NEW YORK(Reuters) - Every human being manages money, at least a tiny little bit of it. But there are a handful of people whose job is to handle massive, titanic, mind-blowing sums of it.
Vanguard Group’s Rodney Comegys, for instance, oversees a cool $3.1 trillion. To put that number into perspective, only four nations on the planet have a GDP bigger than that.
But how exactly do you get started, on the road to managing such massive wealth? We talked to a few prominent money managers about their career beginnings, very far indeed from the executive suites of Wall Street.
Global Head of Vanguard’s Equity Index Group
First job: Junior officer on a nuclear submarine
It was an enormous amount of training. For the first 18 months you go to school to learn about nuclear theory. Then you have shore-based training to learn how to run a nuclear reactor. Then you go to submarine school to learn how to drive a sub.
After all that, I reported on board the USS Archerfish. You are underwater for months at a time, so you are really disconnected from the world. Career-wise there are two things going on: You are leading people, and you run operations. So I helped lead a team of seven that took care of reactor chemistry. At the same time I had responsibility standing watch, and having oversight of the reactor while at sea.
I didn’t really get claustrophobic, because those ships are bigger than people think. They are three stories high, so it’s like working in a factory environment. There was not a lot of communication – we were only allowed to receive 50-word “family-grams.” Thankfully there were never any crises like in “The Hunt for Red October” or “Crimson Tide.”
I think about three things from my time on the sub. I learned about great leadership. I learned about relationships, because you have to get along with everyone. And I learned the technical aspects of running a sub, how to break problems apart and solve them. After all, you are being given the keys to a $1 billion ship with torpedoes and a nuclear reactor. That’s a lot of responsibility for a 22-year-old.
CIO of Equities, Charles Schwab Investment Management
First job: Fixing Volkswagen Beetles
I grew up in Mexico City, and as a high schooler with no money, I had to figure out a way to get a car. All of my friends had started to get cars, and I was jealous because I wanted to be one of the cool kids.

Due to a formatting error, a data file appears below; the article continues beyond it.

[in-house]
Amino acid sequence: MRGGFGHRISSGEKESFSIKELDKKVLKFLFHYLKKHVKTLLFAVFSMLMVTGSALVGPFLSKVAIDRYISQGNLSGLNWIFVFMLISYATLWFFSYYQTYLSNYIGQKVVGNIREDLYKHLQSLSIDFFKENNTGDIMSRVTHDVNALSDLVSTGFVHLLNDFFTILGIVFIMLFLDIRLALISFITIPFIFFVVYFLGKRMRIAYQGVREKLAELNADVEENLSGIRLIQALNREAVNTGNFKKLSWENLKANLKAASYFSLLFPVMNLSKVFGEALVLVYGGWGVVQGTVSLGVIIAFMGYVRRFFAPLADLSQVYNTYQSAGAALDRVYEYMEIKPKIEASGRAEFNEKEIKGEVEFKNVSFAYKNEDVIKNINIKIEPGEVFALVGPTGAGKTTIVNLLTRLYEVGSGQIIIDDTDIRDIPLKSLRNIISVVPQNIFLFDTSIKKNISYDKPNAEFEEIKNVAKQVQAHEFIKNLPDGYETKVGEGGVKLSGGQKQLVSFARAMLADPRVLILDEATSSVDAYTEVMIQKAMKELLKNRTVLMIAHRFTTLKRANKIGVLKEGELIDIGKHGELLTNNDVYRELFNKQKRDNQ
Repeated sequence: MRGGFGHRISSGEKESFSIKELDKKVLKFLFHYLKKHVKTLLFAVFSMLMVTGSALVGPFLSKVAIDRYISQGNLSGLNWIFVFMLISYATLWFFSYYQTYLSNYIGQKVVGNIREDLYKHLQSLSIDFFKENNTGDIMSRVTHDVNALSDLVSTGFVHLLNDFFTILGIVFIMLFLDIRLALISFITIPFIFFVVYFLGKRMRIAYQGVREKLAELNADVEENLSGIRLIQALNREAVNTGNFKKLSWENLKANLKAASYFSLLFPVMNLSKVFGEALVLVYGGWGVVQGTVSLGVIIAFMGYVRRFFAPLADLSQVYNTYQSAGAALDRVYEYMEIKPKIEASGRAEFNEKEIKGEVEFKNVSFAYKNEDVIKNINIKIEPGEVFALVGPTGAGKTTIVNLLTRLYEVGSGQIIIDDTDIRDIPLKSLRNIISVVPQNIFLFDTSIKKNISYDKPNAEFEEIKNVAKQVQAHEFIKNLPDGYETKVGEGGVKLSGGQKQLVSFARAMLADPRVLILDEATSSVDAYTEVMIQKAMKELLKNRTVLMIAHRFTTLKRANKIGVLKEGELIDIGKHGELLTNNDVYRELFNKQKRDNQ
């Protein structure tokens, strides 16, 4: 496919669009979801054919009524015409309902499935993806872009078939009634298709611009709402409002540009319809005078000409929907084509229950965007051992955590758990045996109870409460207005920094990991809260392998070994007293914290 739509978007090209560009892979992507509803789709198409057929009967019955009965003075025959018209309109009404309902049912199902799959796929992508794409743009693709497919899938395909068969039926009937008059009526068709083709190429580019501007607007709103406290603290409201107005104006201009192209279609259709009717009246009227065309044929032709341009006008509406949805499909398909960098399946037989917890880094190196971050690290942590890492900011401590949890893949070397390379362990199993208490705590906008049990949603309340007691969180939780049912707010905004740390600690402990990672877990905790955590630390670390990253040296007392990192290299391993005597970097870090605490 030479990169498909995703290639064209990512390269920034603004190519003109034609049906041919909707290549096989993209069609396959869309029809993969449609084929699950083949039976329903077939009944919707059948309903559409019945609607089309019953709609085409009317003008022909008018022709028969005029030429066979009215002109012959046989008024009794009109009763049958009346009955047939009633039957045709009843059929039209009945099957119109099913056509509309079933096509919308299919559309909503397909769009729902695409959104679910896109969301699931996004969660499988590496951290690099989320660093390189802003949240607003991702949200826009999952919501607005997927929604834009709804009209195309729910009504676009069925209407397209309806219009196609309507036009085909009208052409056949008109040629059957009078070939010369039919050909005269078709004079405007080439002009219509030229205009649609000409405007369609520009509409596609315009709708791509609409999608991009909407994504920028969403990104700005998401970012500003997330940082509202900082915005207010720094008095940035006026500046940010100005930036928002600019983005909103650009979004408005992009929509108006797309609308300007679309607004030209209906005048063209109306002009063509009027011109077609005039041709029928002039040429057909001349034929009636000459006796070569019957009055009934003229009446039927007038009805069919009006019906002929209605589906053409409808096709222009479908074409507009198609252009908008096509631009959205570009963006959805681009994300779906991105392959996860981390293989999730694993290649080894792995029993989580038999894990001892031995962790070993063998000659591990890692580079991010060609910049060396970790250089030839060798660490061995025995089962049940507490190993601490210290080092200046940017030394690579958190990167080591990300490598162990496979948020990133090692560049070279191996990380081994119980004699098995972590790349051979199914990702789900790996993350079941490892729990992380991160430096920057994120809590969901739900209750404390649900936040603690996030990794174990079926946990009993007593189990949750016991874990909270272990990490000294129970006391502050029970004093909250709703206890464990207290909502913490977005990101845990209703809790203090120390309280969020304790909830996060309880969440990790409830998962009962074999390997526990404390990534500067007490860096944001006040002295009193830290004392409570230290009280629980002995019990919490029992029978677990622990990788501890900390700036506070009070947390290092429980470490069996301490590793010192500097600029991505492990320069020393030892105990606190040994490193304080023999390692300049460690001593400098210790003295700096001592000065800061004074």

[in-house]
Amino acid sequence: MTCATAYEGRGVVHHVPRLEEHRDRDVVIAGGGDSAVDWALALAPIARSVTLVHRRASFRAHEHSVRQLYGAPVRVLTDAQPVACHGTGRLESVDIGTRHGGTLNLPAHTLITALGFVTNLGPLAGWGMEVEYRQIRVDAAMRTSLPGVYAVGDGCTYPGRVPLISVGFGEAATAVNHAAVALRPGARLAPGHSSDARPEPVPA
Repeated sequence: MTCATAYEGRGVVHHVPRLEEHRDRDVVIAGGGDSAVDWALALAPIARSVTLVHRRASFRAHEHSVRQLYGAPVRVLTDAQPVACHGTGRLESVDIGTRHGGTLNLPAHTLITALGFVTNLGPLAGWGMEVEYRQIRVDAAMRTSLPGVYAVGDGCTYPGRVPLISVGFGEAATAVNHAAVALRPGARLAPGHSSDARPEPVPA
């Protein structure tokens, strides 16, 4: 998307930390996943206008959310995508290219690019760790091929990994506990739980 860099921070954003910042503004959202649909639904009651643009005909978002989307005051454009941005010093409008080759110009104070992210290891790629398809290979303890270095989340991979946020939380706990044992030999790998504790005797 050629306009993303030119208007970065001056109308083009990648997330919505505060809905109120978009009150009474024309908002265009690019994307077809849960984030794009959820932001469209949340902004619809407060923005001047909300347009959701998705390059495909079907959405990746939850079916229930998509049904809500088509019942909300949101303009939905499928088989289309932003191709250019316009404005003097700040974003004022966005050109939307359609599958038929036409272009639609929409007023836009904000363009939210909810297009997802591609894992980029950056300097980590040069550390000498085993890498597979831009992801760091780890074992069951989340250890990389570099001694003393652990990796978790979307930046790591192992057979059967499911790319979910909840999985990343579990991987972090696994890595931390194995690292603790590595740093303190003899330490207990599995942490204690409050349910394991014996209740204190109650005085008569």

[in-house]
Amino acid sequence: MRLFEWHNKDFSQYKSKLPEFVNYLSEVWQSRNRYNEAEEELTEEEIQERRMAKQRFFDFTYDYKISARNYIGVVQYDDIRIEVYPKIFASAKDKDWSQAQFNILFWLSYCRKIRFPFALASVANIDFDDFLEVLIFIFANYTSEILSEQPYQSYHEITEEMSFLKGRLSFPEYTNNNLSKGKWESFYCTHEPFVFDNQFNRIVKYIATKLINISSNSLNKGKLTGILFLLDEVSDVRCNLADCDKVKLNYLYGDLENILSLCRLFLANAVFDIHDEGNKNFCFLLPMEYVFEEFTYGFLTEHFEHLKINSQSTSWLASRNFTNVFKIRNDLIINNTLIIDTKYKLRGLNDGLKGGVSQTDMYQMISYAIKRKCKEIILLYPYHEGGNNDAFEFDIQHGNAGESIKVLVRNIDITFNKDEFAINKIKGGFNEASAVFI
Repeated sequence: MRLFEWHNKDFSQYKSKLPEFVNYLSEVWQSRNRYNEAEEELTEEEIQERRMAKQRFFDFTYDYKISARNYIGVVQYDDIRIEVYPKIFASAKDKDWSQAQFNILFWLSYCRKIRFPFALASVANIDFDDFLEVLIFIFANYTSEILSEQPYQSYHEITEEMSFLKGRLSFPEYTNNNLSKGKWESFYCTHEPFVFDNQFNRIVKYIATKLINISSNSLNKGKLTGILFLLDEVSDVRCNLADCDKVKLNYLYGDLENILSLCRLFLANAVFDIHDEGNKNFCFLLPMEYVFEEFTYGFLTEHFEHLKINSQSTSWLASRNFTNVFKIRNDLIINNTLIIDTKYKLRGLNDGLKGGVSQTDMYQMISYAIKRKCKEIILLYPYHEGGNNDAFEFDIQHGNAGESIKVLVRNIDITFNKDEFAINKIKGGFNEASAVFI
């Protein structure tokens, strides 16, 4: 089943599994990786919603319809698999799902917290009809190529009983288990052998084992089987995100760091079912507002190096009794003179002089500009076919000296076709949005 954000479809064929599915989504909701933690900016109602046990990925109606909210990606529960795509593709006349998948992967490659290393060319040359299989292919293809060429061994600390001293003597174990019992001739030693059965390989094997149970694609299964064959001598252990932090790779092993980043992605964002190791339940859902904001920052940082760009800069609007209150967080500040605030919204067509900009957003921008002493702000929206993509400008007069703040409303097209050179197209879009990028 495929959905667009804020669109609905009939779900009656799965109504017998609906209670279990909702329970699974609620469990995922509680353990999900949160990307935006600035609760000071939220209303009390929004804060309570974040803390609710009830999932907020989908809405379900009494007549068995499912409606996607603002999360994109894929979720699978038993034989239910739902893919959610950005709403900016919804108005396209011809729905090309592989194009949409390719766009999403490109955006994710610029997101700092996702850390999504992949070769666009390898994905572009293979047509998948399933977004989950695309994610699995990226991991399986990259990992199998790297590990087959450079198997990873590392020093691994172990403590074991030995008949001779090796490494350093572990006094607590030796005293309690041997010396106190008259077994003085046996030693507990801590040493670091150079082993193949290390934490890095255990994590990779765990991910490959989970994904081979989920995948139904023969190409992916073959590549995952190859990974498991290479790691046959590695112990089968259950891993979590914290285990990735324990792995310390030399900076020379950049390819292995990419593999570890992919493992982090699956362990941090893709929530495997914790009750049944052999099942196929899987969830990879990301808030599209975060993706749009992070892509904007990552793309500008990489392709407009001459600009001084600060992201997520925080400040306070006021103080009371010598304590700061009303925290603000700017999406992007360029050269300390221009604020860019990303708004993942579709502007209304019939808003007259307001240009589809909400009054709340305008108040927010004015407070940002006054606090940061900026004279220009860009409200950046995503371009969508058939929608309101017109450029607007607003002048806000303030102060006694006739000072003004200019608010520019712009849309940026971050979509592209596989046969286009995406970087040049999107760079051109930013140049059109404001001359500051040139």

Mexico City was actually a big hub for Volkswagen Beetles back then. A big percentage of the worldwide production was made in Mexico, for Mexicans. They were everywhere. So a gentlemen told me if I helped him fix up some old Beetles, eventually he would give me one. That was my incentive. After about a year of working as a mechanic, I got my own 20-year-old Beetle with a leaky roof.
Back then there were no YouTube tutorials or anything, so you had to learn everything from older mechanics. It was very mathematical, being able to understand all the different engine parts and how they worked together. My biggest takeaway was trial and error: You try something, and it may work out or it may not. But it both cases you learn something, and move on to the next challenge.
I developed a pretty good intuition. If you gave me a 1968 Beetle right now, I would probably be able to fix it. But something like a Tesla, where everything is electronic, I wouldn’t even know where to start. I have no clue.
Portfolio Manager, Fidelity Investments
First job: Answering phones
The first job I actually wanted was at a dry cleaner’s around the corner from our house in Queens. I had just turned 14 and I wanted to make my own money. But I had prototypical immigrant parents for whom school is everything, so I wasn’t able to do that.
It wasn’t until my third year of college that I got a job for Morgan Stanley, which was just down the road. They needed someone to answer phones, and paid $10 an hour, which in 1996 seemed like a lot of money. I liked it because I could make money for textbooks, and get some studying done at the same time.
I noticed they were doing all their trade clearing and settlement on paper. As an engineering student, I offered to digitize their paper system into software applications that were easy to use and would reduce mistakes. I figured I would just learn how to code. My manager said go for it, and that was my introduction to the world of financial services.
Immigrant parents are famous for telling their kids what to do, and my dad really wanted me to be an engineer. But plot twists are what make life interesting, and I found that investing was what made my brain happy. I worked on my dad over the years, but before he passed away, he would still look at me with a raised eyebrow.
(The writer is a Reuters contributor. The opinions expressed are his own.)
Editing by Beth Pinsker and David Gregorio